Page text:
In Western blots, background can be seen as extra bands, while noise can be seen as random spots. In IHC, background will still stain certain structures in the cell (albeit different from the expected structures), while noise will show stains overlapping different cellular structures, thus showing lack of specificity of the stain itself. In fluorescence, noise will become apparent as a constant when different dilutions of the primary are compared.
Western Blot (WB)
Western blot is seen by many as the easiest and most straightforward type of immune assay. This systematic underestimation is thought to holding back science at a great scale. With so many pitfalls unrecognized, many good antibodies are dismissed by one or two poor experiments. Here follows a check list to rule out trivial reasons why a WB experiment failed:
Poor choice of tissue type or cell line
Proteolysis in the lysate
Inadequate reducing conditions to resolve the proteins in SDSPAGE
Underloading/overloading of protein content
Inadequate transfer to the membrane
Inadequate dilution of the primary antibody
Too long incubation times
Bad or wrong secondary antibody (or bad conjugated enzyme)
Bad or wrong substrate for staining
Human tissues are usually fixed by paraformaldehyde and subsequently embedded in paraffin for thin sectioning and long term storage. These conditions may mask the epitopes for proper binding to the antibodies. Under such circumstances, epitope (antigen) retrieval is required for the antibody to work. Most common procedures involve heating the sections in buffers at either pH6 or pH9. The performance of the antibodies will depend on the pH value, the heating duration, and the method of heating during the epitope retrieval procedure.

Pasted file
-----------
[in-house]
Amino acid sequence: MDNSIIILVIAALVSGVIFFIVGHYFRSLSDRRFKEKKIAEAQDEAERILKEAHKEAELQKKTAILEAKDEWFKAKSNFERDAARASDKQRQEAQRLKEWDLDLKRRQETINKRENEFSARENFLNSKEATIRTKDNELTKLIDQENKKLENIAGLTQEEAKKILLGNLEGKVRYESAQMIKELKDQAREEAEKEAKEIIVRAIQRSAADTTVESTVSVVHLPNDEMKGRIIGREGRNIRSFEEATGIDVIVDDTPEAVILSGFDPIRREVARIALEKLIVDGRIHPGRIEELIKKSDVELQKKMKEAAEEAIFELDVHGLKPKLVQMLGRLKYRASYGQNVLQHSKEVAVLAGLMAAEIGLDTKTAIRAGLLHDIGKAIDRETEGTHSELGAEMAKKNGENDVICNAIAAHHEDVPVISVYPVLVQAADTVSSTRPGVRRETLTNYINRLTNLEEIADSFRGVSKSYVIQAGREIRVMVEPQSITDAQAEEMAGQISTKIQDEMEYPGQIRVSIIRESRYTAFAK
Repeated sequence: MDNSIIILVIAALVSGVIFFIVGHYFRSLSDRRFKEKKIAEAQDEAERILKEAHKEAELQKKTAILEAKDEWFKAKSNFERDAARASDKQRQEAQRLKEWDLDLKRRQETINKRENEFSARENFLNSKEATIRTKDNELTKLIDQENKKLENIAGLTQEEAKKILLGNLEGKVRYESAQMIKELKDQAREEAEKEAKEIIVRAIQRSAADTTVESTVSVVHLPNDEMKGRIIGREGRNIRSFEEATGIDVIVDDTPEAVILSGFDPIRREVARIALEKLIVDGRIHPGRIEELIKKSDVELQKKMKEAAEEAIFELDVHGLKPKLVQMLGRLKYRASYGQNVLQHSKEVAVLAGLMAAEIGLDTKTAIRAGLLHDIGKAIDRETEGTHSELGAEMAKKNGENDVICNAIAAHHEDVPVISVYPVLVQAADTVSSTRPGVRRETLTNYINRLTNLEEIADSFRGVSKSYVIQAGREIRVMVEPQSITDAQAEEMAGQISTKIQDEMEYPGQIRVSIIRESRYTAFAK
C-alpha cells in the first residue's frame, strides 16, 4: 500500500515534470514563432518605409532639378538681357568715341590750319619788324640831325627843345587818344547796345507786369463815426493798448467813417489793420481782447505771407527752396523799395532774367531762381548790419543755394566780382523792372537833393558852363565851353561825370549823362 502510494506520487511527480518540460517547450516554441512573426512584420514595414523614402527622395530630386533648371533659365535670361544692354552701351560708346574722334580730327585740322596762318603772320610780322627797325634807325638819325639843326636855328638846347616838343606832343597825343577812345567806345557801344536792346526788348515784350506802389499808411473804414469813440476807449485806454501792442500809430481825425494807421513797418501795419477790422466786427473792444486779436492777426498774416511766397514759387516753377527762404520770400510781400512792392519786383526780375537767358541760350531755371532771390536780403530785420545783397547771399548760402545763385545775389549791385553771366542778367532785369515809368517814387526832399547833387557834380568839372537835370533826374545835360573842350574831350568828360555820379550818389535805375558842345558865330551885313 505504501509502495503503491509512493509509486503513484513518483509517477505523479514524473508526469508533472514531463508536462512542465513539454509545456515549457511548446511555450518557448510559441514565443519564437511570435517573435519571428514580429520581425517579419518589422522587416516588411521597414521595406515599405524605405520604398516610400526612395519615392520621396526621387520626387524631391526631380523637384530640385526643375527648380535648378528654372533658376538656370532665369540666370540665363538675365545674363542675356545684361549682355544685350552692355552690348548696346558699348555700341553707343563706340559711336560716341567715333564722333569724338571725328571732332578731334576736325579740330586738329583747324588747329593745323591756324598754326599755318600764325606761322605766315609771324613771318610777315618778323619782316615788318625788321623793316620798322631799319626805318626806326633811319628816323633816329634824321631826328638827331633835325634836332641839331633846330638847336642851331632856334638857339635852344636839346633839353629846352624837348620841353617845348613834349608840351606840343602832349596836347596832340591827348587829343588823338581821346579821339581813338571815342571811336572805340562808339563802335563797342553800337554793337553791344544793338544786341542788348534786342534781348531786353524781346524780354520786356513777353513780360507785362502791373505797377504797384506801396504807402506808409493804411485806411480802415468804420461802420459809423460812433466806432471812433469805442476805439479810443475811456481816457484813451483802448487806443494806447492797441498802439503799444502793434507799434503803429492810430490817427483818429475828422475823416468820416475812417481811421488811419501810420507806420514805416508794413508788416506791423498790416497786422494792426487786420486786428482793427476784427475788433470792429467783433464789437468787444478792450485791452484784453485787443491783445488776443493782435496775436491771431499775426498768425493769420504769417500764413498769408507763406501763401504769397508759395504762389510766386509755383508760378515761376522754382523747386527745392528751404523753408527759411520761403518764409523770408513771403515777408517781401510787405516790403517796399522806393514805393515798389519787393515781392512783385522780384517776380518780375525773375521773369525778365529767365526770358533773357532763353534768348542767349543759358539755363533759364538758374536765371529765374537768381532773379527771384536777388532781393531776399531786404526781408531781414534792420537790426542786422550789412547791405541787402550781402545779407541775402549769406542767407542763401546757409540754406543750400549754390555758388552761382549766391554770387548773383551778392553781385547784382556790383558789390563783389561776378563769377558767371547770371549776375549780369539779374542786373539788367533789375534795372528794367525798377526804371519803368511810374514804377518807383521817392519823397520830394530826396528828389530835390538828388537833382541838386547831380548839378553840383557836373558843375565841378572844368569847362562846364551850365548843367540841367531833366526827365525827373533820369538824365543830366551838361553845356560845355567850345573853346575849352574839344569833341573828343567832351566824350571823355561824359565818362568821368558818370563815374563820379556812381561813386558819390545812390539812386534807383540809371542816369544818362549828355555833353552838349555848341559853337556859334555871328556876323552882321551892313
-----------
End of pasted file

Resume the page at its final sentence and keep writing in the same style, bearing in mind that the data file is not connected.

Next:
When fresh tissues have been fixed in alcohols or acetone, one usually do not store the samples, but cryosectioning and probing with the antibodies go ahead in one flow. Then epitope retrieval is not on the charts. I would however recommend epitope retrieval if the tissues have been stored in the alcohol or acetone. The dehydration of the tissues may mimic the paraffin embedding procedure, particularly in the case of storage in the hydrophobic acetone. Hence, rehydration of the tissue during the removal of the alcohol/acetone may still be not enough to expose the epitopes fully (again) after long term storage.